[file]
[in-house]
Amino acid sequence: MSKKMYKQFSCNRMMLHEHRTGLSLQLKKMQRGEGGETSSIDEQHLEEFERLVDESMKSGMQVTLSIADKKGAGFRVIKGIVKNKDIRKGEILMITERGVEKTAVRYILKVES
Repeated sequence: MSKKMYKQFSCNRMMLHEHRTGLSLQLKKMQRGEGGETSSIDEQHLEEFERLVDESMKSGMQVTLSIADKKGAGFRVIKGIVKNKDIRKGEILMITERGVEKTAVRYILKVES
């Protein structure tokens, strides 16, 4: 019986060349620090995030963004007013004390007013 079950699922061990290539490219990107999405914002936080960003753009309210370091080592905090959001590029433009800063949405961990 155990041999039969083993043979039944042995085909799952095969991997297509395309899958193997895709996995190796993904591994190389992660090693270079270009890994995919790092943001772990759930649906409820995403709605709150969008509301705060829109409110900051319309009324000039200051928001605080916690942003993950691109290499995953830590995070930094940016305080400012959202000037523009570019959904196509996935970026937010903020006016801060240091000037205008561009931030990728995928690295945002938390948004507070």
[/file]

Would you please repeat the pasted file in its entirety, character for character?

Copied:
[in-house]
Amino acid sequence: MSKKMYKQFSCNRMMLHEHRTGLSLQLKKMQRGEGGETSSIDEQHLEEFERLVDESMKSGMQVTLSIADKKGAGFRVIKGIVKNKDIRKGEILMITERGVEKTAVRYILKVES
Repeated sequence: MSKKMYKQFSCNRMMLHEHRTGLSLQLKKMQRGEGGETSSIDEQHLEEFERLVDESMKSGMQVTLSIADKKGAGFRVIKGIVKNKDIRKGEILMITERGVEKTAVRYILKVES
């Protein structure tokens, strides 16, 4: 019986060349620090995030963004007013004390007013 079950699922061990290539490219990107999405914002936080960003753009309210370091080592905090959001590029433009800063949405961990 155990041999039969083993043979039944042995085909799952095969991997297509395309899958193997895709996995190796993904591994190389992660090693270079270009890994995919790092943001772990759930649906409820995403709605709150969008509301705060829109409110900051319309009324000039200051928001605080916690942003993950691109290499995953830590995070930094940016305080400012959202000037523009570019959904196509996935970026937010903020006016801060240091000037205008561009931030990728995928690295945002938390948004507070």